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Is there any way to figure out how large a standard text file will be just by using the text in an NSTextView? I want to have a display showing the current size a file will be if saved at that time.

You can do a character count, by getting the length of the stringValue of the NSTextView instance in question. If you’re dealing with an 8 bit character code – plain ASCII, for instance you can just multiply that times the length – I think unicode is 16 bit, but I might be wrong… anyhow – that’s pretty much the only way I can think of. However keep in mind that that won’t really tell you how much space your file will hog up on the drive. That will depend on how your drive is formated.

Yes, Apple’s unichar represent an UCS-2 character and thus is 16 bit. But often files are saved as UTF8, which is a variable byte length encoding.

You could get an NSData object from the NSTextView’s contents, and do a [dataObject length] on that.

I’m trying to get the file size for a file/folder, and using NSFileManager’s directoryAttributesAtPath:traverseLink: works (using objectForKey:NSFileSize) but it returns the length of the file and I want/prefer to get the size it takes up on disk. For example, for a text file, Finder says it’s 211 bytes, but takes 4K on disk, and the .Mac Backup program also says 4K. Is there a way to get this? NSFileManager’s method returns the 211 bytes, but I want to get the 4K. Or is that unnecessary (btw I’m making a backup function in my app). –KevinWojniak

Finder is returning the file size expressed in a multiple of disk page sizes. IIRC from my Traditional Mac OS days, HFS and HFS+ support a variable page length scheme, depending entirely on the size of the HFS volume in question. Also, page sizes may not be the same between file types (HFS, HFS+, UFS, NFS, FAT32, AFS, AFP, etc.). So … a complete solution would be to ask the User what string encoding they intend to use, get the size of the file in that string encoding, ask User where they intend to save the file, use statfs to find out what the fundamental block size is for that file system, and then produce a value accordingly.

off_t logicalSize = FileSizeForTheUsersIntendedStringEncoding(); // you know what to do here int blockSize = GetTheBlockSizeForTheUsersIntendedFileSystem(); // call statfs off_t physicalSize = size / blockSize + ((size % blockSize) ? 1 : 0 );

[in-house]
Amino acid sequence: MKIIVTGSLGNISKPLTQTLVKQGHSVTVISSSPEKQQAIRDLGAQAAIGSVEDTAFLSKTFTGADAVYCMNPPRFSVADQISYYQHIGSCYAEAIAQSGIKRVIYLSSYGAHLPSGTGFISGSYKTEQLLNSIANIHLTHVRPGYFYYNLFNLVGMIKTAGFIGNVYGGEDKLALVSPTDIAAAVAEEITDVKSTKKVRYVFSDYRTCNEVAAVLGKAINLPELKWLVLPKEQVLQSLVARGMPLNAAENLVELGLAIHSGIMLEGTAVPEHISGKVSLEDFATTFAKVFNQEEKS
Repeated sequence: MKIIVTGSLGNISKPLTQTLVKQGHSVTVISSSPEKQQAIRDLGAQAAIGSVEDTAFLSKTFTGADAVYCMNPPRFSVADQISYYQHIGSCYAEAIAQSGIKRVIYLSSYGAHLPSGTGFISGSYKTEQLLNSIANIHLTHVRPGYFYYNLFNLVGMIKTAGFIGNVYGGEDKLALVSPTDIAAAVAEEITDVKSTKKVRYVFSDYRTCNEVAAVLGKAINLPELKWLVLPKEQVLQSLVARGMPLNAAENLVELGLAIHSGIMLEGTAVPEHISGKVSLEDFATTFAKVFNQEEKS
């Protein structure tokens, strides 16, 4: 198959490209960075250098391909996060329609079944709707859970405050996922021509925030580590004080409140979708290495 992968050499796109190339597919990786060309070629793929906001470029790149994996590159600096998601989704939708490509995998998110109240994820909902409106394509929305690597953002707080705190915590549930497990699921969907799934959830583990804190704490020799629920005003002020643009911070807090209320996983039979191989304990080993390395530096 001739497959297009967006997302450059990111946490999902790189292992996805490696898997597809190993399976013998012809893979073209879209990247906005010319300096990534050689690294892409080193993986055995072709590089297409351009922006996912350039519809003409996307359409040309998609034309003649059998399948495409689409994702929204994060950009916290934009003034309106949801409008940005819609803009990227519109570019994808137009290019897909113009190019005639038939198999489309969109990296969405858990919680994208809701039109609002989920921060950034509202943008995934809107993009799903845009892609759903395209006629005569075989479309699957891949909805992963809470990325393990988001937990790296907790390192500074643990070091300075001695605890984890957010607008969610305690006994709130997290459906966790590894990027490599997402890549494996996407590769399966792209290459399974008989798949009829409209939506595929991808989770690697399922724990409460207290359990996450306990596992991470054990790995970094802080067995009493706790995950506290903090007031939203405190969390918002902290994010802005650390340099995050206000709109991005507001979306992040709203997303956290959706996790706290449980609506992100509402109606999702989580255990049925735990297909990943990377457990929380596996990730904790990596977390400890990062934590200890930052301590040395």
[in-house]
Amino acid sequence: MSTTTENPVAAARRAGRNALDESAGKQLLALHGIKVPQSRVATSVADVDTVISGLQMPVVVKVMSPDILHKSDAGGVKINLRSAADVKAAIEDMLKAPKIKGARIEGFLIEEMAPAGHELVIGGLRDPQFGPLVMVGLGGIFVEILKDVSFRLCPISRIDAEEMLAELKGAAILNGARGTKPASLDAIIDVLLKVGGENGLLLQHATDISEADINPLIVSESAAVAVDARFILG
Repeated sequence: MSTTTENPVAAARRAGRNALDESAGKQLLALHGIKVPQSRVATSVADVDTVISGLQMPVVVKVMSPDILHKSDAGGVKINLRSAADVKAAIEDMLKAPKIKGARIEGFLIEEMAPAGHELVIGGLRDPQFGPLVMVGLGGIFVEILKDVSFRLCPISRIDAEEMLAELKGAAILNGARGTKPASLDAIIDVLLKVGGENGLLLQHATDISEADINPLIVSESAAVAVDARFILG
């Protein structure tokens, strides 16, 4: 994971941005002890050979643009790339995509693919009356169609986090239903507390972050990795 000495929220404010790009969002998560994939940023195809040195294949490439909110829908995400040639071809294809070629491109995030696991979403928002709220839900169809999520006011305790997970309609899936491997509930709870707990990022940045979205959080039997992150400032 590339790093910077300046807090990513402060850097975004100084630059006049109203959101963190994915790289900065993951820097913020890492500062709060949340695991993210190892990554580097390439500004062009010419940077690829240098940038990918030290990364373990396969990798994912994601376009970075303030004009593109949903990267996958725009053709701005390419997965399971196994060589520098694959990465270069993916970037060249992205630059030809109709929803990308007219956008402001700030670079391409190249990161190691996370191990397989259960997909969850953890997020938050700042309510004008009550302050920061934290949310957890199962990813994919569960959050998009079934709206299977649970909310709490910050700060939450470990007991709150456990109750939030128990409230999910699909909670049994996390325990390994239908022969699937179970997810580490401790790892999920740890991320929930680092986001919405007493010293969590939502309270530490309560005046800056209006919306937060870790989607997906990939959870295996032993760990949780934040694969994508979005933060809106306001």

Another solution is just to round up to 4k.

off_t logicalSize = FileSizeForTheUsersIntendedStringEncoding(); // you know what to do here off_t physicalSize = size / 4096 + ((size % 4096) ? 1 : 0 );

In all cases, just translate the sizes into kb, mb, gb, normally.

Also, IMO, doing all this work is normally unnecessary. If you want to tell the user how big something is going to be – it’s sufficient just to return the logical size. Note the Finder prints both the logical and physical size. So why worry? OTOH, if you are trying to make sure there’s enough room on disk to store your file, or if you are working on a backup or installation tool, you may want to report more accurate information; in those cases it is appropriate to return the physical size.


– MikeTrent

You can always use the trusty Carbon File Manager: NSString *filePath = @”…”; OSStatus err;

FSRef fileRef; err = FSPathMakeRef([filePath fileSystemRepresentation], &fileRef, NULL); if (err == noErr) { FSCatalogInfo catalogInfo; err = FSGetCatalogInfo(&fileRef, kFSCatInfoDataSizes, &catalogInfo, NULL, NULL, NULL); if (err == noErr) { UInt64 physicalSize = catalogInfo.dataPhysicalSize; } }

Here’s a way to get any file or folder’s content size in Cocoa:

NSFileManager * fm = [NSFileManager defaultManager]; NSArray * contents; unsigned long long size = 0; NSEnumerator * enumerator; NSString * path; BOOL isDirectory;

// Determine Paths to Add if ([fm fileExistsAtPath:filePath isDirectory:&isDirectory] && isDirectory) { contents = [fm subpathsAtPath:filePath]; } else { contents = [NSArray arrayWithObject:@””]; }

// Add Size Of All Paths enumerator = [contents objectEnumerator]; while (path = [enumerator nextObject]) { NSDictionary *fattrs = [fm fileAttributesAtPath:[filePath stringByAppendingPathComponent:path] traverseLink:NO]; size += fattrs objectForKey:[[NSFileSize] unsignedLongLongValue]; }

// Return Total Size in Bytes return [NSNumber numberWithUnsignedLongLong:size];

– Seth Willits.